Enabling Coredump on the ASA

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Feb 24, 2011 12:26 PM
Feb 24th, 2011


Purpose

Current traceback information saved on the ASA after a crash does not  always provide enough information to determine the root cause of the  problem. The coredump is a system-wide snapshot of the ASA memory at the time when a  crash occurs. Coredumps are saved to disk allowing the administrator to export  it later for off-site analysis by Cisco TAC and Development.

Things to know before configuring a coredump

Why should I configure a coredump?

Typically, the coredump feature will be recommended by support when troubleshooting the cause of a new crash. The coredump is meant provide additional information when the contents of the crashinfo are not adequate to fix the crash

Where do coredumps go?

All coredumps are written to the ASA flash file system.  Currently that means either disk0:, flash:, or disk1: (where disk0: and flash: equate to the same media).

How much disk/flash space is currently available on your system?

Before enabling coredump, it is important to be  aware of how much disk space is currently available on the system. If disk space is tight on your ASA, then coredumps are not an option. The amount of disk space allocated for coredumps is currently based on the ASA platform and it's typical memory configuration.

Coredump Default Disk Size Settings:

  • 60 MB for ASA5505, ASA5510, ASA552
  • 100MB for ASA5540
  • 200MB for ASA5550, ASA5580

If the default coredump is too large to fit in the available flash memory, the ASA will give an error.

Ex:

ERROR: Desired filesystem space size 60 MB is more
than available 7 MB on filesystem disk0:

If there is not enough space, check to see if any old files that are no longer in use can be removed. If there is still not enough room, then the above  values may be manually configured and reduced. Note: It is inadvised to go below  1/2 of the default values as the chances of truncating the coredump early are greatly increased. A truncated coredump is of no use and will be removed automatically by  the ASA code at the time of occurrence.

What happens when the preallocated space for coredumps fills up?

When the ASA code detects the pre-allocated space is full, it  will go through & remove older accumalated coredumps. It removes the oldest coredump first and will then try and continue writing the current coredump. If more space is required, it will continue removing previous coredumps if necessary.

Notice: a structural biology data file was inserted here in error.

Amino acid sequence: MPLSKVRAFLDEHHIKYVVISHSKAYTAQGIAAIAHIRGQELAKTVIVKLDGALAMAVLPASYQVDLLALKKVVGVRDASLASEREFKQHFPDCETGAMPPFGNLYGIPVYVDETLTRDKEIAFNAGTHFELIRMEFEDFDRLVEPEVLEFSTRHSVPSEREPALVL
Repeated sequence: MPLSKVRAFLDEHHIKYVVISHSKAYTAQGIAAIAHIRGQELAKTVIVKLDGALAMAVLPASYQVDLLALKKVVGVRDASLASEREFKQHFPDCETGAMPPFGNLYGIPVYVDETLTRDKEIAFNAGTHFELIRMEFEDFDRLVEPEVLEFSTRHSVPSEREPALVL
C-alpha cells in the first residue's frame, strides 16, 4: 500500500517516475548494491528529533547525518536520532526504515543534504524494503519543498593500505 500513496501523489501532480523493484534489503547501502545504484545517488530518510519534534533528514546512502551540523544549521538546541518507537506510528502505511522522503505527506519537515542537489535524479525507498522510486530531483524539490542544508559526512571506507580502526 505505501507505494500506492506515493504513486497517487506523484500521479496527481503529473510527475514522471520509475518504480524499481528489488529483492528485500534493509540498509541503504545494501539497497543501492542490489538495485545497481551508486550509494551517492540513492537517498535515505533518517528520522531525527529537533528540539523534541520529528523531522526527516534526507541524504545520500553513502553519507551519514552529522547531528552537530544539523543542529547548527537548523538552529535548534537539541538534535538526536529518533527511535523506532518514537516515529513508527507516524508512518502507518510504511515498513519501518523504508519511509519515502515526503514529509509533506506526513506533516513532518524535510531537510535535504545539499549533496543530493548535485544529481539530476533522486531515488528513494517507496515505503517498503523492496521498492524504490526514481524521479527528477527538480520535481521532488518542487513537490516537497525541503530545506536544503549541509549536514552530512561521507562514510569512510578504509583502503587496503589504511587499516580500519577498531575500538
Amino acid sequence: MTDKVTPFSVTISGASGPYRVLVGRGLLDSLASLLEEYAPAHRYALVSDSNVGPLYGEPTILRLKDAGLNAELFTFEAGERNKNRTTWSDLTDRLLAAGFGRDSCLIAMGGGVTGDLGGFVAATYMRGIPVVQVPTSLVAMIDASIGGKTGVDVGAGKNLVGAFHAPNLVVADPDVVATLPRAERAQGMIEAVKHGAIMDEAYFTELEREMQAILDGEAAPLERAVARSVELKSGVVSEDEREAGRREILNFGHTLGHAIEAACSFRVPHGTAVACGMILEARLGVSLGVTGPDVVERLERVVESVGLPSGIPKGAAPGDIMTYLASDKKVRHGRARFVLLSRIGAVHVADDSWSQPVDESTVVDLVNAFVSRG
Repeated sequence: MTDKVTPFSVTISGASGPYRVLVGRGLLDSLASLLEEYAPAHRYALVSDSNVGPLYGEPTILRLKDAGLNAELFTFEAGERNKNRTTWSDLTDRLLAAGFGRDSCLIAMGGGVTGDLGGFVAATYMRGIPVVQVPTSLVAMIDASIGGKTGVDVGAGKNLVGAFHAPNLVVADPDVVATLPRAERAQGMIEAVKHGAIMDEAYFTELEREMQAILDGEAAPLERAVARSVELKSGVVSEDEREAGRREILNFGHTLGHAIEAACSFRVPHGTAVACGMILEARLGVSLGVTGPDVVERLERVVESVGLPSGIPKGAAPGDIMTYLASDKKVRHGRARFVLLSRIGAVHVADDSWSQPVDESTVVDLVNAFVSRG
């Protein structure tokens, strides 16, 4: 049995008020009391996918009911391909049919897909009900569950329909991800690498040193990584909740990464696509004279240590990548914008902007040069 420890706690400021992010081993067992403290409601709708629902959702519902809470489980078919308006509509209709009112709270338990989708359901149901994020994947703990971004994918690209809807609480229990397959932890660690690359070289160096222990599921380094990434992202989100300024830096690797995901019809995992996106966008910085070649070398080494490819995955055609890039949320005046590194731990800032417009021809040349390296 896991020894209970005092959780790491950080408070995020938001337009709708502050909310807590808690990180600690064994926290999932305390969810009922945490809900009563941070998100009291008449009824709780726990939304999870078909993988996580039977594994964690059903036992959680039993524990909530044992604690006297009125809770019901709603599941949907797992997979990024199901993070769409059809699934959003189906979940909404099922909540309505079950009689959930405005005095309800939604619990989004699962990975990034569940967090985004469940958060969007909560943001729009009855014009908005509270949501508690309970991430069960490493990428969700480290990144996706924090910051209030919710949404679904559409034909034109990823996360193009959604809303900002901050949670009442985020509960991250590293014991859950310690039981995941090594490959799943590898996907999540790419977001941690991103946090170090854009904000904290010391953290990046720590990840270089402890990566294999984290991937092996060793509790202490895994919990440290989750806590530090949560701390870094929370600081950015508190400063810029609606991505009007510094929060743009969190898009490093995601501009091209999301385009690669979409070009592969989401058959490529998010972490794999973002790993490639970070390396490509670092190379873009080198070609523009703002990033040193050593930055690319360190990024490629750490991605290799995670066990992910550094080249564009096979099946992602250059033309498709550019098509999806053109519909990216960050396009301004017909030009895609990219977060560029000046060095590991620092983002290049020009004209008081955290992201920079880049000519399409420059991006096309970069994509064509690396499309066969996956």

If the ASA gets to the point that all previous coredumps have been removed and we still cannot fit the current coredump, then the current coredump will be aborted, anything written to disk removed, and the coredump log will be updated with what happened.

Configuration

CLI Commands

     coredump enable

When coredumps are enabled the following file elements get  created on the specified filesystem (disk0:, disk1:, flash:) and should never be manipulated explicitly by the user:

coredumpfsys – directory containing coredump images
coredumpfsysimage.bin – coredump filesystem image used to manage coredumps
coredumpinfo – directory containing the coredump log

This example is the simplest case.  Basically a user just has  to enable the feature. Entering the filesystem & size are optional.

ciscoasa(config)#coredump enable

WARNING: Enabling coredump on an ASA5505 platform will delay the reload of the system in the  
event of software forced reload. The exact time depends on the size of the coredump generated.

Proceed with coredump filesystem allocation of 60 MB
on 'disk0:' (Note this may take a while) ? [confirm]

Making coredump file system image!!!!!!!!!!!!!!!!!!!!!!!!!!!!!!!!!!!!!!!!!!!!!!!!!!!!!!!!!!!!

Coredump file system image created & mounted successfully

/dev/loop0 on /mnt/disk0/coredumpfsys type vfat
(rw,fmask=0022,dmask=0022,codepage=cp437,iocharset=iso8859-1)

Note 1: "disk0:" is always the default, with the size being platform dependent (this being on an ASA5505).

Note 2: Each bang ‘!’ in these examples represents 1 MB of the coredump filesystem being written.

Explicitly creating a 120 MB coredump filesystem on disk1:

User resizes the coredump filesystem. In this example, user resizes a 120 MB coredump filesystem to 100 MB on an ASA5540. 
Note: The contents of the 120 MB coredump filesystem are not preserved, so make sure to archive previous coredumps before resizing your coredump filesystem.
ciscoasa(config)# coredump enable filesystem disk1: size 100

WARNING: Enabling coredump on an ASA5540 platform will delay the reload of the system in the 
event of software forced reload. The exact time depends on the size of the coredump generated.

Proceeding with resizing to 100 MB results in
deletion of current 120 MB coredump filesystem and
its contents on 'disk1:', proceed ? [confirm]

Making coredump file system image!!!!!!!!!!!!!!!!!!!!!!!!!!!!!!!!!!!!!!!!!!!!!!!!!!!!!!
!!!!!!!!!!!!!!!!!!!!!!!!!!!!!!!!!!!!!!!!!!!!!!

Coredump file system image created & mounted successfully

/dev/loop0 on /mnt/disk1/coredumpfsys type vfat
(rw,fmask=0022,dmask=0022,codepage=cp437,iocharset=iso8859-1)